Cars

Maserati Levante Trofeo review: it spits flames on the overrun

Finally, Maserati’s Levante Trofeo SUV gets the engine it deserves...

Despite being Maserati’s best-selling model, you may have dismissed the Levante as not being a “proper” Maserati. It compares favourably to most SUVs in the looks department thanks to its subtle, elegant styling. The trident that’s affixed to its wide grille tells the world you have taste, flair and an independent streak. But there was little lead in its pencil. The V6 engine didn’t honour the sportiness of the badge. A real Maserati demands a thrusting V8 – and, at last, it’s here.

In fact, like full-grain leather-lined Routemasters sitting on 21-inch rims, two have arrived at the same time. The GTS packs 530bhp, putting the Range Rover Sport SVR in the shade. But if you want to embarrass Porsche Cayenne Turbo owners (though Cayenne owners may be oblivious to the concept of shame) then you need the range-topping Levante Trofeo.

Its glorious Ferrari-built 580bhp 3.8 twin-turbo was worth the wait. At 7,000rpm it sounds like Luciano Pavarotti scoffing piping hot soup – it makes an urgent tenor howl – and it spits flames on the overrun. The audio is so much more operatic than the try-hard bombast you get with SVR-ed Jaguar Land Rovers.

It’s classier to behold too. It’s been at the muscle supplements, but its suit is cut to hide a lot of the brawn. There are bigger air intakes, a lower splitter, heat-extracting gashes on the bonnet and naked carbon detailing, but not too much. The rear of this car was the stylistic weak point. Nothing about it identified it as a Maserati – it could have been a Kia. Now, though, new bumpers and quad exhausts make it appear wider and meatier. There isn’t a Trofeo badge on the boot; instead, its “Saetta” logo is on the C-pillars and embroidered into the headrests. It looks like an aristocratic family crest.

It is the engine that does the talking. With 580bhp, this is the most powerful production Maserati ever. (We don’t count the MC12 hypercar in this, for only 50 were built.) The Trofeo is also the first SUV in the world to boast launch control. Zero to 62 takes 4.1 seconds, which is 0.4 seconds quicker than the Range Rover Sport SVR and Jaguar F-Pace SVR. The Cayenne Turbo is a mite quicker, at 3.9 seconds. The Maserati blasts past all of them at the top end: 186mph. That puts it into missile lock territory with the much more expensive (albeit better equipped) Lamborghini Urus and Bentley Bentayga Speed. Frustratingly, the Trofeo is faster in the US and China – 590bhp – due to European emissions regulations. More horsepower after Brexit? Put that on the side of your bus, Boris.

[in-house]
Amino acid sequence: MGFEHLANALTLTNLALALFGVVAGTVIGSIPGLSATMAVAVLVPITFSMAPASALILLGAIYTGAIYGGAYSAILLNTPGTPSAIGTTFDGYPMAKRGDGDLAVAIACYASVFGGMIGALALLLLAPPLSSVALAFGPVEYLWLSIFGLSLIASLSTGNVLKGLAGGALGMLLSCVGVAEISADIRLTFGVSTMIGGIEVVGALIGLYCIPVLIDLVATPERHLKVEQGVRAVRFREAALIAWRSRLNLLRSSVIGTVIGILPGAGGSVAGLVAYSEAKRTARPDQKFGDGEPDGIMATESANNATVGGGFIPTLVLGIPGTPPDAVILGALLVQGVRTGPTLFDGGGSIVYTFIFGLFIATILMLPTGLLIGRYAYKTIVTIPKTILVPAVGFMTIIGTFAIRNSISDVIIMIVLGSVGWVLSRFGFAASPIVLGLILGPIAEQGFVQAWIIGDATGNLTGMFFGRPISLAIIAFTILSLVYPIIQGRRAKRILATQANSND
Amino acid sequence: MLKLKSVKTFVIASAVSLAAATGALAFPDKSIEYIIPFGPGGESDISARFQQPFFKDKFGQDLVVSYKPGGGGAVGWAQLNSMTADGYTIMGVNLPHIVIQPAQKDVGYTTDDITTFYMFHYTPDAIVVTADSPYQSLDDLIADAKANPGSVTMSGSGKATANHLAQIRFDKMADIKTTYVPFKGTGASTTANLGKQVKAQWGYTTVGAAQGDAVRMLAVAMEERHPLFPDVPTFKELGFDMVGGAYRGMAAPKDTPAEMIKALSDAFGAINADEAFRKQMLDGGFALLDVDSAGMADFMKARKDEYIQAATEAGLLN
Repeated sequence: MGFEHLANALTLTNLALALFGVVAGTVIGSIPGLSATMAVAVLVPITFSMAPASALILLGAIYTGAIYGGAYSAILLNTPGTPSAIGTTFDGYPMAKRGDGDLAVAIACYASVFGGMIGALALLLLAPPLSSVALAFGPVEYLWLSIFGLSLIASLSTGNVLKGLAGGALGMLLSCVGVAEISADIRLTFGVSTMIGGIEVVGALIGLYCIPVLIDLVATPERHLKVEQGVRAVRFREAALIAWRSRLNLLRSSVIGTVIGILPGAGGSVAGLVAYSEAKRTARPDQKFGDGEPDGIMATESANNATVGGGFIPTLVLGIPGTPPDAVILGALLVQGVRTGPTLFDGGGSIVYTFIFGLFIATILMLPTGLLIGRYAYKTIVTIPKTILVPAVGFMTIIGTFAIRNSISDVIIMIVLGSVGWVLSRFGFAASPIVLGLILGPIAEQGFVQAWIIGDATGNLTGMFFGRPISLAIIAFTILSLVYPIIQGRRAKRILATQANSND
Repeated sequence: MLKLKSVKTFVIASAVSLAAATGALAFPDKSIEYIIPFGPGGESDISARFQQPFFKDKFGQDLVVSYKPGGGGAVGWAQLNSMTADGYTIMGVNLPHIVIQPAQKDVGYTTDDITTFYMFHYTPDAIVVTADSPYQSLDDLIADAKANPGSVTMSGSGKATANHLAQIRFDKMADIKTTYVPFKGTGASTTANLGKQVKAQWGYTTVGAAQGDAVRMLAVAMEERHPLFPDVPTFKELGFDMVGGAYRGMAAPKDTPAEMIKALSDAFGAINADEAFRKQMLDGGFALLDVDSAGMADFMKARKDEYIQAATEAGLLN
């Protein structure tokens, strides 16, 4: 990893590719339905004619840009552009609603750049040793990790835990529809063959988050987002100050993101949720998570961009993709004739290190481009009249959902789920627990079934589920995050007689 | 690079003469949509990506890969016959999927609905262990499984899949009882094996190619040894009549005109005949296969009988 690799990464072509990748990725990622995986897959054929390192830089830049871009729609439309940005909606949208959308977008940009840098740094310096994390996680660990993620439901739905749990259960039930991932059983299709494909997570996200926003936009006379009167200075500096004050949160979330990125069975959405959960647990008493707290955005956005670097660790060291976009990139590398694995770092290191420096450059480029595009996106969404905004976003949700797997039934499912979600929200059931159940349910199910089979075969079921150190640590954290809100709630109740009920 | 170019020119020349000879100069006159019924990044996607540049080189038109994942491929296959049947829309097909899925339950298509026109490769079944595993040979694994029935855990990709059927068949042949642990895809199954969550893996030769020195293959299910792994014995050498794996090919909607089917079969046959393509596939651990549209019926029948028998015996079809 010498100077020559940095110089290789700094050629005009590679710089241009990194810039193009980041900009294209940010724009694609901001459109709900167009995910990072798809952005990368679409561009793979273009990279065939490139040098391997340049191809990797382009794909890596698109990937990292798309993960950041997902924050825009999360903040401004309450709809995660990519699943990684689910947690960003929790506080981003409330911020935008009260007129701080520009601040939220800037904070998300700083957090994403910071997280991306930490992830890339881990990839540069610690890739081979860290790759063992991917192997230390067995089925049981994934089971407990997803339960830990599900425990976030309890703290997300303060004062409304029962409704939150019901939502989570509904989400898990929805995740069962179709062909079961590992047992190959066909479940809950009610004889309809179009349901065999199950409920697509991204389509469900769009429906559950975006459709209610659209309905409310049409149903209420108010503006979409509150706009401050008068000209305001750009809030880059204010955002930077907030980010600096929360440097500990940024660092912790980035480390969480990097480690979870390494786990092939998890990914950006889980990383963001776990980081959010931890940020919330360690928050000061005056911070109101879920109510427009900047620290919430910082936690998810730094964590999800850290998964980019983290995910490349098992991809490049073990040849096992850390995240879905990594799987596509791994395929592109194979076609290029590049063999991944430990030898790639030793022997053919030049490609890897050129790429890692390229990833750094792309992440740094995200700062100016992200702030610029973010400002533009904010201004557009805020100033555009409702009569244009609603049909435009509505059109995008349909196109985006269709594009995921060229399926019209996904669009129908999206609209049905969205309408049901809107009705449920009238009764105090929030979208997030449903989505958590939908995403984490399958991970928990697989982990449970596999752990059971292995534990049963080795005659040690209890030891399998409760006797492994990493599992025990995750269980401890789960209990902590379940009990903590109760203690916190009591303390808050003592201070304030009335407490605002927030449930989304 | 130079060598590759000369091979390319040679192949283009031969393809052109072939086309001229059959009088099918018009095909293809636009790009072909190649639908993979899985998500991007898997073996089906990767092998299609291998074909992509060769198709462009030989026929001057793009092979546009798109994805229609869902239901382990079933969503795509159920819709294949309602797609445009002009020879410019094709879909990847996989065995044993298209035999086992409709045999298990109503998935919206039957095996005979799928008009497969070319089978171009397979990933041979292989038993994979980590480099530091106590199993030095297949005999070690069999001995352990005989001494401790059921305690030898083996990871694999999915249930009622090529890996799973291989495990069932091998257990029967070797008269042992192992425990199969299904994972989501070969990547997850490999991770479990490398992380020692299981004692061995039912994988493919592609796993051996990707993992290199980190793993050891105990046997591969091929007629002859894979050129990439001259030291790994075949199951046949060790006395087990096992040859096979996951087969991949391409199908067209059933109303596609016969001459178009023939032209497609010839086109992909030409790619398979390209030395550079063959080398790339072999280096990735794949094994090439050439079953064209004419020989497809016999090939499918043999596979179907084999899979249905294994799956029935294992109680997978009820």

Yet the Trofeo is no bargain. At £124,900 it may be less than the uber-exotic high-siders, but it’s a whole Skoda Karoq more than the Range Rover (£101,810) and Porsche (£101,155). The Levante GTS, incidentally, is £104,900 and has the Brit covered, not so much the speedy German.

At just £75,335 the F-Pace SVR is a no-brainer. The Jag is the most chuckable of all the cars in this category and on a twisty mountain pass we’d put our bets on it. Is it right to compare them in this way, though? These cars are so close on performance, but their characters are different. The Jaguar is like a really good gourmet burger that hits the spot; hunger is taken care of and there’s change left in your pocket. The Maserati is more delicate, intense, sophisticated and inspiring, like a Massimo Bottura dish; the memory will stay with you a lot longer.

In Comfort mode it rides, well, extremely comfortably. Put it in Corsa mode and the chef reaches for the chilli powder. The air suspension sinks 35mm lower and stiffens, the V8 bristles with a hotter engine map, the brilliant 8-speed Alfa Q4-derived ZF box tightens up and the throttle pedal gets anxious. Manual is engaged and Maserati’s big chunky paddles are a joy.

The steering gets extra weight and the stability aids are cut back, though they don’t switch off completely. The all-wheel-drive sends 100 per cent of the power to the rear most of the time, but goes 50/50 when needed. Algorithm-enhanced ESP brakes individual wheels to help turn in under-load and quell understeer. The handling is sturdy rather than thrilling; the F-Pace rotates into corners with greater verve and confidence, but the Maserati’s Maranello-born powerplant gives it a more instant kick out of the corners.

What we have here is a handsome and practical prestige family car with a (slightly detuned) Ferrari 488 motor under the bonnet and a romantic symbol on the grille. Like much of the produce of Modena, that’s a salivating recipe. Ninety per cent of Levante buyers are said to be new to the brand. If they choose the Trofeo they’ll own a proper Maserati.

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